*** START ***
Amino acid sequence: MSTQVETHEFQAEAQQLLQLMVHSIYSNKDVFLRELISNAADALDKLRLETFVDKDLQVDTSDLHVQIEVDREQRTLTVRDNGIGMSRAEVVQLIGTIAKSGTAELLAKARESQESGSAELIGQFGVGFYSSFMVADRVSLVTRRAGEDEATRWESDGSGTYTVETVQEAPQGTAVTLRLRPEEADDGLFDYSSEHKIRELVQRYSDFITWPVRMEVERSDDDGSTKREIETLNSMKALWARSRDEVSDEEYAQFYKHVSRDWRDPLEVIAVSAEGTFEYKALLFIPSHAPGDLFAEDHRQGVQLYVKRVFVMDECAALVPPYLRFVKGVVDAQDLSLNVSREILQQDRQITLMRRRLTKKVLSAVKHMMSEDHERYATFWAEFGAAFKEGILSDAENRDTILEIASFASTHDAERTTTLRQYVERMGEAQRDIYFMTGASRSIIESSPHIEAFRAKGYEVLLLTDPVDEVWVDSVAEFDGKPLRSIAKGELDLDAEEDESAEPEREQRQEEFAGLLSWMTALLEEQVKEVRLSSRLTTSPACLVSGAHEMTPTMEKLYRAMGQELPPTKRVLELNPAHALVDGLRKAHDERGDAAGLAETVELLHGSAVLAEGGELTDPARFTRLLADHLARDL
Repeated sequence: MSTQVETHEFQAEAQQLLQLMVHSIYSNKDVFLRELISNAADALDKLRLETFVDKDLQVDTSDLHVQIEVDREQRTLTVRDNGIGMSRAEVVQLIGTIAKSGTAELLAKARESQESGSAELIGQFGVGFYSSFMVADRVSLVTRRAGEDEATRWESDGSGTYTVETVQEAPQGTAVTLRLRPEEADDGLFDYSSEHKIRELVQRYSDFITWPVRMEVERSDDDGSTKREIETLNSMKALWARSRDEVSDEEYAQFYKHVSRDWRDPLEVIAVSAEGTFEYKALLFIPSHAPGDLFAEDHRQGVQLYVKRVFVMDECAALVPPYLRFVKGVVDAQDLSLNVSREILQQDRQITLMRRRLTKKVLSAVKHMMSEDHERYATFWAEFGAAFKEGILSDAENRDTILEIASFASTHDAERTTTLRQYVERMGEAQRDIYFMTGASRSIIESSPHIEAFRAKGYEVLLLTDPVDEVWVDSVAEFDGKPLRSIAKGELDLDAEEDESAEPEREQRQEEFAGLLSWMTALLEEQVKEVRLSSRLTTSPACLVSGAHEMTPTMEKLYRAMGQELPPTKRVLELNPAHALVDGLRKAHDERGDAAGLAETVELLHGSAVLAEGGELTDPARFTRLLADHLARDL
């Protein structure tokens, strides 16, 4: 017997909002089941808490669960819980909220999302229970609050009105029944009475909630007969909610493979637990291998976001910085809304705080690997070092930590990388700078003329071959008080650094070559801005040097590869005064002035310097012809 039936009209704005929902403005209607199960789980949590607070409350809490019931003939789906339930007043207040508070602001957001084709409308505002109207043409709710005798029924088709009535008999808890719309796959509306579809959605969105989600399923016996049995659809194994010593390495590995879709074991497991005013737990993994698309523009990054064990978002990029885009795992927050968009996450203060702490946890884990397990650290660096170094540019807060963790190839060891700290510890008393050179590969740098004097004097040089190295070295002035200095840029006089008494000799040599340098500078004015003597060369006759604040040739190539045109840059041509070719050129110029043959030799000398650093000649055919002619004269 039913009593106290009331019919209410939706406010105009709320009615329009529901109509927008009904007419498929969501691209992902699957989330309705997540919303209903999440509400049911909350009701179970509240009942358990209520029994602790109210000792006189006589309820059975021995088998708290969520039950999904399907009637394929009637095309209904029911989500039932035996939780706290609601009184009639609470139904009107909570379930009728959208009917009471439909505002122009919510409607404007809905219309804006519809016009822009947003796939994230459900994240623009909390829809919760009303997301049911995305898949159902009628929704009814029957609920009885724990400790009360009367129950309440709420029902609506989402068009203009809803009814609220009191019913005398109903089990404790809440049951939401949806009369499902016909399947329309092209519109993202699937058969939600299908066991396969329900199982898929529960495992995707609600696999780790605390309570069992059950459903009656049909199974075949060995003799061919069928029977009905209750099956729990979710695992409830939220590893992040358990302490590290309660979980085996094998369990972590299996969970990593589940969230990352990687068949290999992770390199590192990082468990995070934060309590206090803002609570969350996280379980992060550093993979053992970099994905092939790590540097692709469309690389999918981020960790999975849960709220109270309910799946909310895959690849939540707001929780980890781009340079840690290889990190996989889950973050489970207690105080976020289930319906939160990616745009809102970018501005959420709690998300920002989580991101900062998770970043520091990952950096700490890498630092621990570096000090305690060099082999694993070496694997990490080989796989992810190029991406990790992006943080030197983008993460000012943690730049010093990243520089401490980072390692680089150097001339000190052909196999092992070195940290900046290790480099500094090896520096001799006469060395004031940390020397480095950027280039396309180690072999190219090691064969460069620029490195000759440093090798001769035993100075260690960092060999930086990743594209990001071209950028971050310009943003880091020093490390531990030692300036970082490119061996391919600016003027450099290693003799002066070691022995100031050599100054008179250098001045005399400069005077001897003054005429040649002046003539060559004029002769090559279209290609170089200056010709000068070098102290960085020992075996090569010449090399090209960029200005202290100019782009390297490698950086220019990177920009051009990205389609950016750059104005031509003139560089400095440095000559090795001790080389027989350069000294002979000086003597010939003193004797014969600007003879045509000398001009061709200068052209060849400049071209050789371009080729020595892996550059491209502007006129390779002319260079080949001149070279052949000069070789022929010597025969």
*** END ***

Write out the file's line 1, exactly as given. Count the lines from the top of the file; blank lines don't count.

Amino acid sequence: MSTQVETHEFQAEAQQLLQLMVHSIYSNKDVFLRELISNAADALDKLRLETFVDKDLQVDTSDLHVQIEVDREQRTLTVRDNGIGMSRAEVVQLIGTIAKSGTAELLAKARESQESGSAELIGQFGVGFYSSFMVADRVSLVTRRAGEDEATRWESDGSGTYTVETVQEAPQGTAVTLRLRPEEADDGLFDYSSEHKIRELVQRYSDFITWPVRMEVERSDDDGSTKREIETLNSMKALWARSRDEVSDEEYAQFYKHVSRDWRDPLEVIAVSAEGTFEYKALLFIPSHAPGDLFAEDHRQGVQLYVKRVFVMDECAALVPPYLRFVKGVVDAQDLSLNVSREILQQDRQITLMRRRLTKKVLSAVKHMMSEDHERYATFWAEFGAAFKEGILSDAENRDTILEIASFASTHDAERTTTLRQYVERMGEAQRDIYFMTGASRSIIESSPHIEAFRAKGYEVLLLTDPVDEVWVDSVAEFDGKPLRSIAKGELDLDAEEDESAEPEREQRQEEFAGLLSWMTALLEEQVKEVRLSSRLTTSPACLVSGAHEMTPTMEKLYRAMGQELPPTKRVLELNPAHALVDGLRKAHDERGDAAGLAETVELLHGSAVLAEGGELTDPARFTRLLADHLARDL